4. Or am I just crazy and do you think about NONE of these things and just DNF when you feel like it?
    I must say that I’m getting easier with DNF. Before blogging I used to finish every book, no matter what. Now, I’m more aware of the many upcoming books, so I don’t want to waste my time reading a book I’m clearly not enjoying 🙂

  9. Haha, so I’ve tried to enforce a “read at least this much” push for myself, but there were some books that I just couldn’t even reach that goal. Basically, if it gets to the point where I’m dreading reading time because of that book, I’d rather DNF than make myself not want to read ya know?

    It’s funny that you mention Million Suns since I just started Across the Universe on audio and won’t be continuing it since the male narrator is just getting on my nerves. I’ll probably still give them a try reading someday, but now it’s kind of left a bad taste D:

  10. 4 – I really, really hate to DNF (and especially so if it’s a book I was REALLY looking forward to) but yeah, sometimes I just can’t.push.on. If it’s a review copy I’ll try harder though (since I don’t post DNF reviews).

    1 – nope. I might leave a note on GR or something though…

    2 – well, I don’t request ARCs that much so it rarely happens, but when it does I email the publisher/author or let them know through Netgalley/Edelweiss.

    3 – yep, it depends; if it’s a library book I have no problem DNF-ing after a few pages. On the other hand, if it’s a book I bought with my own money or a review copy, I give it (a little) more time.

    Great post! 🙂

  11. Your post about DNF is so well-written, so props for that! And now, to answer your questions:

    1. I only write reviews for DNF books if I got them for review via NetGalley or EW. Usually, they’re very short and I just say what made me drop a book. I don’t think I’ve ever done a DNF review on my blog or GR, and don’t think I intend to start now.

    2. My general philosophy is, if it’s not working for you, just let it go. Most of the time, I’ve got a lot of patience. It’s only really, really bad (in my opinion) things that I can’t finish. I’m very honest with the publisher when I do report back to them (see number 1).

    3. Mine is usually somewhere between 50-100, depending on the book length. I do generally just push on though, even if it’s only one tiny thing that has caught my interest, because I generally have a really hard time letting go of stuff.

  12. DNF books are the hardest for me. I really try to get half way before I decide to stop. I have had some books where after 8 chapters I was getting headaches because it was so bad. What’s worse is that sometimes, it would be books I’ve had on my TBR list for a long time or I’ve noticed a huge amount of love given from other bloggers.

    So I review the book. Give it my thoughts, explain why I DNF, and hope the author and publisher understand.

  13. 1.I don’t write reviews for my DNF books, but I do make a note of exactly why I gave up on Goodreads/Booklikes, and then when I have a bunch of those I put them together as a post on my blog.

    2. I’ve DNF’d a review copy on the first page! I couldn’t stand the writing and knew I would hate it the whole way through. I for sure let the publishers know! Mostly because I’m in denial about any of them reading my reviews, so I say whatever the heck I want. I give them feedback on Netgalley but I also put the same thing up on Goodreads/Booklikes and eventually my blog.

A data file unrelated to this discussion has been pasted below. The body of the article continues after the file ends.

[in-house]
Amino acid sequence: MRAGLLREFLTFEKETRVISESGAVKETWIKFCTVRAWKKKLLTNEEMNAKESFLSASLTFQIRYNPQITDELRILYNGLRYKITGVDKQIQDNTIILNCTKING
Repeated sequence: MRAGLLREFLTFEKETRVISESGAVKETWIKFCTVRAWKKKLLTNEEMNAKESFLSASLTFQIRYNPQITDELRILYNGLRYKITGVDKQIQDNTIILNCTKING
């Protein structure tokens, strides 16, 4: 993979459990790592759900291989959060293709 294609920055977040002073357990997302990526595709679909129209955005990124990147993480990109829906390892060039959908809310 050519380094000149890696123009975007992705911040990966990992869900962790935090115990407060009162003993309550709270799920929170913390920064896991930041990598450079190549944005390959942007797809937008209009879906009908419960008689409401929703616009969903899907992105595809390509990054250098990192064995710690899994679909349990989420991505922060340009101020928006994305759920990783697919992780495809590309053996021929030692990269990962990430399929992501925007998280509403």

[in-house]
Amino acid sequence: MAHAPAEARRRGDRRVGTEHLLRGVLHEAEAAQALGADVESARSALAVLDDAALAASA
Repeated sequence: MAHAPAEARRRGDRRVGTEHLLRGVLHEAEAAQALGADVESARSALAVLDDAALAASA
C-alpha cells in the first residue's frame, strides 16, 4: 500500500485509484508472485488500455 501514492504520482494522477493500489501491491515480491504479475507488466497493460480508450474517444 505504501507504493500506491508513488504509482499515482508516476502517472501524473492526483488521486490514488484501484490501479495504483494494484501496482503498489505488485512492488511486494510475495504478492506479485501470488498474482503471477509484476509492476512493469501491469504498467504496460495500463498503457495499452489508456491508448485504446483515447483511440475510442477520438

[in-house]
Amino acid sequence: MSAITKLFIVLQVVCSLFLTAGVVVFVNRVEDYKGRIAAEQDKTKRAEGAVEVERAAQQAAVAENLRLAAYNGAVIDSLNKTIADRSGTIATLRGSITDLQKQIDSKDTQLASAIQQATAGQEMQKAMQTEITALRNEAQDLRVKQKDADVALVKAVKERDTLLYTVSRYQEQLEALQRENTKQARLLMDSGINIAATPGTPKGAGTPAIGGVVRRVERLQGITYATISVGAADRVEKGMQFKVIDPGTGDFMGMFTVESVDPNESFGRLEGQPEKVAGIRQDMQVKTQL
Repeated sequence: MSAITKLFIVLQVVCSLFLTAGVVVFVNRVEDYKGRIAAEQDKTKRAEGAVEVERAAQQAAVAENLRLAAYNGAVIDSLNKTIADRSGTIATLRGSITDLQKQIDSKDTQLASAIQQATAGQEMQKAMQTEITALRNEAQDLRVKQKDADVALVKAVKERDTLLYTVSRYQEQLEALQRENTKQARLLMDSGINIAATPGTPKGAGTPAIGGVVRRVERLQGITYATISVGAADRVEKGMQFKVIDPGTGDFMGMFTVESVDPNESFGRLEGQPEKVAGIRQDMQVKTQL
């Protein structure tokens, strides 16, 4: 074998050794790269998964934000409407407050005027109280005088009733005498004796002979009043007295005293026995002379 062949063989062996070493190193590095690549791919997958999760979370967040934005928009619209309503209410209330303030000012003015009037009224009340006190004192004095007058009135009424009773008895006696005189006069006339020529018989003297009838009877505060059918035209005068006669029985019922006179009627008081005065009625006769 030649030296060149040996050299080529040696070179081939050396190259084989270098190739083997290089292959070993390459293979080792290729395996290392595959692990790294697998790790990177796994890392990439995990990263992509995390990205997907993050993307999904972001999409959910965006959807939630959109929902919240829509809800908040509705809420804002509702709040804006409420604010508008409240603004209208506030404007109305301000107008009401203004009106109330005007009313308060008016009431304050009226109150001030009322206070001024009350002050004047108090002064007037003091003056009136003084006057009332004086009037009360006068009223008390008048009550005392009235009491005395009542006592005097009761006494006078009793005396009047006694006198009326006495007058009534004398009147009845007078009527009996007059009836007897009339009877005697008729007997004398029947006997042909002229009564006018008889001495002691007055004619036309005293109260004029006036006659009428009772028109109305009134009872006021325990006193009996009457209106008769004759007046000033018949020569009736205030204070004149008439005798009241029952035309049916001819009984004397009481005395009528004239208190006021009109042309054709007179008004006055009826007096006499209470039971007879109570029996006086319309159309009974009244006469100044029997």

3. I’d like to set a minimum number of pages. Normally I try to make it to 20%, but there have been a lot of books that are so badly written I haven’t even made it that far. If I make it to 50% without DNFing, I try to push through, though there have been some books I’ve wished I DNF’d at about 70% or whatever. They weren’t worth the time or agony of pushing through and I wish I’d listened to my instincts. I’m learning to, though!

    4. I understand that some people feel obligated to finish a book or as you said ‘give it a chance’ but I feel like I give it a chance by opening the damn thing and reading the first page. Some books just won’t work for me. I try to stick to my 20% rule but I normally DNF whenever I feel like it. If the book’s not working, it’s not working for a reason (normally bad writing) that won’t improve later on.

    5. My last thought is that I don’t write full reviews because of the backlash of haters against reviewers who ‘dare’ to ‘waste their time’ either reading or writing about a book they didn’t like. I’m not going to invest time in a book that doesn’t deserve it, and this includes writing a full review!

  14. I am actually starting to define my DNFs. If it is less than 20 pages, I just call it a bust and move on. I actually ready 40% of The Stockholm Octavo before I called it a DNF. Usually, a character will offend me or I will find that I am doing everything I can not to have to read the book. That is when I DNF. Because I have too many books on my shelf to force myself to read a ho-hum book.

  15. I have problems quitting books. There have been some that I really should have just given up instead of writing a negative review on the book. The one book I did give up last year is Under the Never Sky by Veronica Rossi. Everybody raved about the book, but I was 100 pages in and I just was not understanding so I gave it up. Splintered is a book I should have given up. I almost gave up on Scarlet by A.C. Gaughen because I could not get into the writing style, but I ended up finishing it and I wrote a positive review because of the ending, but I’m not sure if I’m going to read the second book.